Infection Control

CLABSI Prevention & Management

Mermel LA, Bouza AM, Craven DE, et al. Clinical practice guidelines for the diagnosis and management of intravascular catheter-related infection: 2009 Update by the Infectious Diseases Society of America. Clin Infect Dis. 2009:49;1-45.

PMID: 19489710

Free Full Text

O’Grady NP, Burns AM, Dellinger EP, et al. Guidelines for the prevention of intravascular catheter-related infections. Am J Infect Control. 2011:39;S1-34.

PMID: 21511081

Free Full Text

Pronovost P, Needham D, Berenholtz S, et al. An intervention to decrease catheter-related bloodstream infections in the ICU. N Engl J Med. 2006;355:2725-32. Landmark large scale study of 103 ICUs in the state of Michigan demonstrated that implementation of an evidence based protocol led to a significant and sustainable 66% relative reduction of catheter-related infections. The protocol centered on 5 steps, comprising the now widely used “central line bundle” (see IHI.org), including hand hygiene, full-barrier precautions during line insertion, skin cleansing with chlorhexidine, avoiding the femoral site if possible, and removal of unnecessary catheters.

PMID: 17192537

Free Full Text

Parienti JJ, Mongardon N, Mégarbane B, et al. Intravascular complications of central venous catheterization by insertion site. N Engl J Med. 2015; 373:1220-9. This study randomized 3027 patients to internal jugular, subclavian, or femoral venous sites in a 1:1:1, or 1:1 fashion depending on the number of sites available. Subclavian lines had a lower rate of infectious complications and a higher rate of mechanical complications than either femoral or internal jugular sites. Concerns include the inconsistent use of ultrasound for subclavian lines, and the potential bias of determining if 2 vs. 3 sites were “suitable”. Interestingly, femoral and internal jugular lines had similar rates of infectious complications.

PMID: 26398070

Free Full Text

VAP Prevention

Drakulovic MB, Torres A, Bauer TT, et al. Supine body position as a risk factor for nosocomial pneumonia in mechanically ventilated patients: a randomised trial. Lancet 1999;354:1851-8. This study found that supine position is an independent risk factor for VAP and that positioning at 45 degrees reduces the risk, especially in patients receiving tube feeds.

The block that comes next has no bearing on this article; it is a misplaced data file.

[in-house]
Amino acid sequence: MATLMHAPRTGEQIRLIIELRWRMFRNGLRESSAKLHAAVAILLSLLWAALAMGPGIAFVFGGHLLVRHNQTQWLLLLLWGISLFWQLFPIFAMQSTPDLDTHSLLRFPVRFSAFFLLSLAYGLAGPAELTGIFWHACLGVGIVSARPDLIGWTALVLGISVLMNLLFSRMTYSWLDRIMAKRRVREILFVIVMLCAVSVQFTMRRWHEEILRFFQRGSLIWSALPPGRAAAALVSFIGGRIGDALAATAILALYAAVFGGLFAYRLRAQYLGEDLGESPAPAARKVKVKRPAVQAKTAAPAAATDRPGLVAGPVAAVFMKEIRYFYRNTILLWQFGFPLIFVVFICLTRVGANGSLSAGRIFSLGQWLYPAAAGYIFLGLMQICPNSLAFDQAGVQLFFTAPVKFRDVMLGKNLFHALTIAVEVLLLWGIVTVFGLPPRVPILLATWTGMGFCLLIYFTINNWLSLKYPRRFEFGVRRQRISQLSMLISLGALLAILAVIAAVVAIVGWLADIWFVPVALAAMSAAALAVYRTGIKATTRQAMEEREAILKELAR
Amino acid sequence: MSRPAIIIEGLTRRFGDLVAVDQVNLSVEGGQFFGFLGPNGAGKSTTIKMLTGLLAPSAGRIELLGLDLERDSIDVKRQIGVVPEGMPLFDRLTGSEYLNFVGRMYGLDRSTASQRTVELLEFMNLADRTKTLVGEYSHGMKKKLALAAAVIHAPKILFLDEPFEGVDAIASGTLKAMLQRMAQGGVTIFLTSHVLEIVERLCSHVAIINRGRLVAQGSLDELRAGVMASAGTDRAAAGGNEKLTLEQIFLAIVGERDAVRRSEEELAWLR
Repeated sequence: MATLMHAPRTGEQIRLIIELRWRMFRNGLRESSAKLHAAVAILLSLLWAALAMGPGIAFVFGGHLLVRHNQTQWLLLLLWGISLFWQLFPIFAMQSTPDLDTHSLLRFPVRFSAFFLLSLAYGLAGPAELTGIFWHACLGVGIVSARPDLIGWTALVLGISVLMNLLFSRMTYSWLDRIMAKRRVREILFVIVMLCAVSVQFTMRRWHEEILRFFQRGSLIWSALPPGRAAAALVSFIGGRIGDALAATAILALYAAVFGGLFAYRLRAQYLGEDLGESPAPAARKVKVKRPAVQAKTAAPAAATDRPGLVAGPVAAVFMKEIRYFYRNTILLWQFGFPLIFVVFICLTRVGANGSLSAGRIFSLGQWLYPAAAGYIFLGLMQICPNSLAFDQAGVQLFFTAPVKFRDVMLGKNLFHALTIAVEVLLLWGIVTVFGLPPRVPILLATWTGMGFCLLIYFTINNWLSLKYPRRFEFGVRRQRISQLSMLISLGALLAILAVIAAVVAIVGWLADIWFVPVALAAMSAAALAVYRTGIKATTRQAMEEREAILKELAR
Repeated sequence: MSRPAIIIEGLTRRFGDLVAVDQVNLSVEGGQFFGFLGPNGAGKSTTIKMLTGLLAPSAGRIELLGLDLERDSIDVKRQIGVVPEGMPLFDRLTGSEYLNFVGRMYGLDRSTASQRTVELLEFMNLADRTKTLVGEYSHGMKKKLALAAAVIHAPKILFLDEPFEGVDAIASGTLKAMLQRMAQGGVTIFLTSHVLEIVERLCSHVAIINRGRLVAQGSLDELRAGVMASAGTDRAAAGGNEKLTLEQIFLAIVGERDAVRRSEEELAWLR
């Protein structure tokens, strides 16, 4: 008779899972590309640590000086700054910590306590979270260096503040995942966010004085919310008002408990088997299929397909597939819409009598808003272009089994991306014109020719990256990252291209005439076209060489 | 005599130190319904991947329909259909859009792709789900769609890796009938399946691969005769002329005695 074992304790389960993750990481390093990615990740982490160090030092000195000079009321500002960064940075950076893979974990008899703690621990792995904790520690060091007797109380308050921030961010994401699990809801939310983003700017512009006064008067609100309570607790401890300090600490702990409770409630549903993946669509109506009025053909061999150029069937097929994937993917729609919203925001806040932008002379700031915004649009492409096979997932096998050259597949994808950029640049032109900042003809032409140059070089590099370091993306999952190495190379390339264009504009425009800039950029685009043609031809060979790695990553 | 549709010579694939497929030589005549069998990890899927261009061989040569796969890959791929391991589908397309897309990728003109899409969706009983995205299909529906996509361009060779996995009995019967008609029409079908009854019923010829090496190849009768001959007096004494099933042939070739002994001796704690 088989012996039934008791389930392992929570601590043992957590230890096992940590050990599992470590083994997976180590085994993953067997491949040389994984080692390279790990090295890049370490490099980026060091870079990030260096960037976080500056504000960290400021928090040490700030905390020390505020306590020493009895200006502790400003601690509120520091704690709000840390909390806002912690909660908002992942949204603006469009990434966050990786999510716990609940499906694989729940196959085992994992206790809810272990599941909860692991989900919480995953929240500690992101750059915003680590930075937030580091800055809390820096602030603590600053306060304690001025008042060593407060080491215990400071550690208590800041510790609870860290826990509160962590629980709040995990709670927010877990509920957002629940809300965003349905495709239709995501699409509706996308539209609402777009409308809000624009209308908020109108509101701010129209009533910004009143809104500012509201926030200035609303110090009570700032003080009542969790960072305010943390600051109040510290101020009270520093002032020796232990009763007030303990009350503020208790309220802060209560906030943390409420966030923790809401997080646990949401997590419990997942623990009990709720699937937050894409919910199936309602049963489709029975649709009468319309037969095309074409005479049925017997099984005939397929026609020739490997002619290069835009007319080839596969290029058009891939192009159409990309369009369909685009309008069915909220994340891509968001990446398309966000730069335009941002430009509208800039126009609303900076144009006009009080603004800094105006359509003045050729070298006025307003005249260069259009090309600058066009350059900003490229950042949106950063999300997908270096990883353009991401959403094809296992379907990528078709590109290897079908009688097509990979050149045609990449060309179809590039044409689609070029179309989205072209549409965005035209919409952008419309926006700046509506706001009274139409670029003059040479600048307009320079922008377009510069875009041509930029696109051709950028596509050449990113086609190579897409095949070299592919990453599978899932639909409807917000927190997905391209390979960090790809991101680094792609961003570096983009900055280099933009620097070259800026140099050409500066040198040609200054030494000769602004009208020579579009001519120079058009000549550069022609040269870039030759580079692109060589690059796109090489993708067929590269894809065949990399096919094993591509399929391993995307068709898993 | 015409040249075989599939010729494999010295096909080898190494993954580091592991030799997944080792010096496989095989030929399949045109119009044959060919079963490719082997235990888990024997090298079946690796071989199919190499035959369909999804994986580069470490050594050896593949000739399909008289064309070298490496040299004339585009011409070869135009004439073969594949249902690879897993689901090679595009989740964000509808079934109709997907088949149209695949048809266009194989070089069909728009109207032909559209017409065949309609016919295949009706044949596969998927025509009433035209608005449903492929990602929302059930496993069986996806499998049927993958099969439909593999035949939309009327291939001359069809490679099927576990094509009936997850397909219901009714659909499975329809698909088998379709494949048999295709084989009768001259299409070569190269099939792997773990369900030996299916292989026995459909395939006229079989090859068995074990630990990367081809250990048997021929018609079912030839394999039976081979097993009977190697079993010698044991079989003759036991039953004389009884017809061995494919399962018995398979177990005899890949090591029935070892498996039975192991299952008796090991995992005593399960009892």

PMID: 10584721

van Nieuwenhoven CA, Vandenbroucke-Grauls C, van Tiel FH, et al. Feasibility and effects of the semirecumbent position to prevent ventilator-associated pneumonia: a randomized study. Crit Care Med 2006;34:396-402. In this seven-day study cited by HOB-elevation skeptics, a randomized trial of over 200 patients found no reduction in VAP with HOB elevation, though the angle difference between intervention and control patients was small (28° vs 10° at day one, 23° vs 16° at day seven).

PMID: 16424720

De Smet AM, Kluytmans JA, Cooper BS, et al. Decontamination of the digestive tract and oropharynx in ICU patients. N Engl J Med 2009; 360:20-31. Previous smaller, single-center studies found selective digestive tract decontamination (SDD) improves ICU survival, but concern for antibiotic resistance and the generalizability of previous studies have kept this approach from gaining widespread acceptance. This large (5,939 patients) multicenter Dutch study found SDD and selective oropharyngeal decontamination (SOD) reduced mortality by about 3% after logistic regression. There was no emergence of resistant organisms, but the duration of monitoring was limited to the 6 months of the study.

PMID: 19118302

Free Full Text

General Measures

Huang SS, Septimus E, Kleinman K, et al. Targeted versus universal decolonization to prevent ICU infection. N Engl J Med. 2013; 368:2255-2265. A cluster randomized trial comparing the effects of 1) MRSA screening and targeted isolation, 2) MRSA screening with targeted isolation plus treatment, and 3) universal decolonization treatment. Treatment consisted of chlorhexidine baths and nasal mupirocin. Universal decolonization treatment significantly reduced overall bloodstream infections with non significant decreases in MRSA-positive cultures and MRSA bloodstream infections. Strengths include multiple centers (43) and large number of patients (> 43,000). Weaknesses include lack of monitoring for chlorhexidine resistance, inconsistent use of isolation, and unclear definition of “clinical MRSA positive culture”.

PMID: 23718152

Free Full Text

Noto MJ, Domenico HJ, Byrne DW, et al. Chlorhexidine bathing and health care–associated infections: a randomized clinical trial. JAMA 2015; 313:369-378. This was a cluster randomized, controlled trial comparing the daily use of chlorhexidine-impregnated bathing cloths with non-antimicrobial cloths in multiple ICUs. There was no significant difference in the compound primary outcome of CLABSI, CAUTI, VAP, or C difficile infections (intervention 2.86 vs control 2.90, p= 0.95). In contrast to prior studies, these findings do not support daily chlorhexidine bathing of ICU patients. Critics note that the mean LOS was briefer and background MDRO prevalence higher in prior studies, one of which included BMT units. Other concerns include lack of adherence data and blinding.

PMID: 25602496

Free Full Text